Thursday, October 6, 2016
How is L.A. Woman your favorite Doors album?
While many people hold L.A. Woman as their favorite Doors album, I can’t understand how. I love the doors for many reasons, and much of what I love about them isn’t found on this album. When I look at L.A. Woman by itself, and not as a part of the entire Doors experience, I don’t receive the same intense signals of inspiration that I get from the early material. What draws me to the Doors is found in the first two albums where Morrison is unveiling spiritual meaning, and the power of that experience is blowing his mind. In the early material, there is still something very ordinary about Morrison, and it’s only recognized by the immense credibility he gives to his onsetting experience. This not only makes him relatable to the audience, but it’s exciting to witness.
In L.A. Woman, Morrison’s voice does still carry a feeling of genuine madness, but his attitude toward the feeling seems less astonished and more confirmed. This shift in personality makes his erratic behavior bristle with less friction. Moments such as the random odd calls in “Cars Hiss by my Window”, don’t feel compulsive, instead the space for such vocal decoration seems too readily available.
Then compare Morrison’s vocals In “The Doors” where his voice is so charged he can’t contain the energy, like in the beginning of “Break on Through”. Or take “Strange Days” the song, the same energy persists but Morrison attempts to restrain it, unintentionally letting the tension slip through his hands at that moment where his scream unleashes the bands manic frenzy.
There are a few things I really like about L.A. Woman. One is the style of the production. I am always a fan of sacrificing quality for vulnerability, and this album definitely has a more intimate feeling than other albums because of it. With less of a filter between the band’s music and the delivery, the experience becomes more tangible. There is really something that gets at the heart of the rock with this approach.
Another reason it’s a great album is because of its artistic integrity. There isn’t a single track that feels like it is trying to cater to an audience. The overall texture of the album is stripped of polish and has a simplistic and unrestrained form which makes for a refreshing result.
I can appreciate the swaggering manner The Doors convey in L.A. Woman, which kind of flaunts to the audience their more casual and collected side. Not that this is a terribly new mode for the band, but there is a tendency to fall heavier into it at multiple points in the album. From a storytelling aspect, it illustrates to me that they’ve been through a lot as a band and as individuals. Still, looking at the mood of the album in this way depends on contrasting it to the early material. I know personally, this aspect wouldn’t have drawn me into the band on its own.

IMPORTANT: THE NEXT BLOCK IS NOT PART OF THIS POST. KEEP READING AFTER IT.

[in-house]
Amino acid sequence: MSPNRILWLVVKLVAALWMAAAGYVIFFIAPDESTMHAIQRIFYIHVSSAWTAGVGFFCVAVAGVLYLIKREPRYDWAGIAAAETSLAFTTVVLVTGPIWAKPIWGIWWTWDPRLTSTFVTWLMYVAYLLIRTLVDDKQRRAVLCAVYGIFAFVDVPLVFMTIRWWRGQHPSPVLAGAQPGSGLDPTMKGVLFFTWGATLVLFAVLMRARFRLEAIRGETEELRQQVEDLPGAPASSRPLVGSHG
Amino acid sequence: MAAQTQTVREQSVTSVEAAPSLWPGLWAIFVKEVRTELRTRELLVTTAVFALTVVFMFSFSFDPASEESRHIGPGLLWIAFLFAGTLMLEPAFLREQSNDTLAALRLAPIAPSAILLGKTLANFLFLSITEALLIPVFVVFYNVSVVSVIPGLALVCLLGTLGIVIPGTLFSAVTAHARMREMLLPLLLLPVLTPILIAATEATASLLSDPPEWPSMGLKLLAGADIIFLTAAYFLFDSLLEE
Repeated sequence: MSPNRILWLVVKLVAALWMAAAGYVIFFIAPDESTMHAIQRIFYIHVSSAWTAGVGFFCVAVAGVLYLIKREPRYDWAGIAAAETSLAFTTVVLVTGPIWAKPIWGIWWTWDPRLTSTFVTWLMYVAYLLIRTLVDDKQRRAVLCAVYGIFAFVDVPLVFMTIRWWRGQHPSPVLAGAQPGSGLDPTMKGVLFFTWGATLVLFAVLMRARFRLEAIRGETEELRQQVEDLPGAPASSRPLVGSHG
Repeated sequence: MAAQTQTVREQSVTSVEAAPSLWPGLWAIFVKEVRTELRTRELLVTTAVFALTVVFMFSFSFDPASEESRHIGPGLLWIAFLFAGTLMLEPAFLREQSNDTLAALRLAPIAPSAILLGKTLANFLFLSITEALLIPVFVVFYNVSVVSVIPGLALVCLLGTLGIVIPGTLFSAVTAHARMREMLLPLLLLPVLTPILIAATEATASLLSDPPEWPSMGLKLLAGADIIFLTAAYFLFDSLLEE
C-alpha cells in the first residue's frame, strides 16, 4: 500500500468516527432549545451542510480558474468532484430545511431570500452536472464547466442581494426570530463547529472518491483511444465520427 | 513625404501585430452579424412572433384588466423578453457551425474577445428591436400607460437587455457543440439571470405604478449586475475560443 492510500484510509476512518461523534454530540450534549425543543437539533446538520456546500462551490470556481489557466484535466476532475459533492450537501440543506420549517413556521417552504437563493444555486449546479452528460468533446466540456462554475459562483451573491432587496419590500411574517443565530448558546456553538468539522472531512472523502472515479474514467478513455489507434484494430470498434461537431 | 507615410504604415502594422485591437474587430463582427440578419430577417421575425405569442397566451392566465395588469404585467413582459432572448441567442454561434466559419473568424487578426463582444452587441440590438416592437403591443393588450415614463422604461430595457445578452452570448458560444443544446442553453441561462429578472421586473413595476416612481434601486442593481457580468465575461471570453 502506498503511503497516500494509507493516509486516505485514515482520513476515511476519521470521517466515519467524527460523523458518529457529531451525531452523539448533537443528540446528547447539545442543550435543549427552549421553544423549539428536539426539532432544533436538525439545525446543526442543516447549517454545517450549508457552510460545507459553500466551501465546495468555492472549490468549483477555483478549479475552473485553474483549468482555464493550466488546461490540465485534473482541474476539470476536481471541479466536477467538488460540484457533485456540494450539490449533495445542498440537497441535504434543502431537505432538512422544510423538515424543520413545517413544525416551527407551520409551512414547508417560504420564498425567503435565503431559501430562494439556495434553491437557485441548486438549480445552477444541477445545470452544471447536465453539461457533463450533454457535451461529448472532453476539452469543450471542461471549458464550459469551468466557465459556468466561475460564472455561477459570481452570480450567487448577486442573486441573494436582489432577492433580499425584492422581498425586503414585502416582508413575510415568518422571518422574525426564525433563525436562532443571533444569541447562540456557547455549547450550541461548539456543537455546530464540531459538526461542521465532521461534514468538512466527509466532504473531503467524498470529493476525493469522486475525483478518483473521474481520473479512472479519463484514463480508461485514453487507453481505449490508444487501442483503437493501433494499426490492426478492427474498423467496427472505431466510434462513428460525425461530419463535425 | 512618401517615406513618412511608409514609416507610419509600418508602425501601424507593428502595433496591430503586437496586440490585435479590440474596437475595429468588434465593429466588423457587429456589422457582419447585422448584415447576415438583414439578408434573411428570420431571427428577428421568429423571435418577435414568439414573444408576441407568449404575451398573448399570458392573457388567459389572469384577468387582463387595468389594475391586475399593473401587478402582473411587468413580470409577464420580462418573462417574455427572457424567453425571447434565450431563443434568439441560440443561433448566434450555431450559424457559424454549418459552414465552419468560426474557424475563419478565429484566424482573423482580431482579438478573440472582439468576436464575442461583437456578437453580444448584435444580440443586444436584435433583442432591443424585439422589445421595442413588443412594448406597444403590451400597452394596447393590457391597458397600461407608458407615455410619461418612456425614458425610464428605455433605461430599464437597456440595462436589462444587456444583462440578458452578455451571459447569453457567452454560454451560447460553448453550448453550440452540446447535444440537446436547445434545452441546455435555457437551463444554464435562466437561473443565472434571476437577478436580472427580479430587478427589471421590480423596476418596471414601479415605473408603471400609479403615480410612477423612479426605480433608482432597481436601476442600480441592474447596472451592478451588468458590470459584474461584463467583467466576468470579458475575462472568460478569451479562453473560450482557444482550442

Also, sonically speaking, Morrison’s voice sounds technically great on L.A. Woman, but I’m not crazy about the gruff tone he frequently uses. He relies less on the duality of his gentle soft voice/wild screamer and often uses a guttural growl, like on the opening track “Changeling”, where he addresses this to the audience in his lyrics, stating how he can’t be pinned down.
Many people claim this tone was incidental due to his excessive drinking and smoking, but you can hear his soft voice and original strong crooning in songs like “L’America”, where Morrison sings over an intriguing eerie marching vibe. “L’America” presents an exciting moment on the album but fades back into a bluesy rock chorus; one that doesn’t swing with as much personality as their earlier blues rock songs.
I like L.A. Woman, and I don’t think The Doors ever put out a bad album. I really like The Soft Parade, which many people don’t give credit to. I just don’t understand how it is common for people to think L.A. Woman is their best. I can truly respect that this album isn’t an attempt at covering territory they already explored, and I think if they tried to create something along the lines of what they already did, it would have been dishonest and boring. I like L.A. Woman specifically because it has so much integrity, and in its approach it created classic canonical doors songs: “Riders on the Storm” and of course “L.A. Woman”. Neither of those songs could have been made had the band not continued to explore their own possibilities.
L.A. Woman is a great album but it is definitely not the album that defines the band for me, and I guess when I have a favorite album from a band, it is because it is the album that contains the rawest element of what drew me to the band to begin with. For this reason, I’d have to say that my favorite album from The Doors is “The Doors”… or maybe “Strange Days”.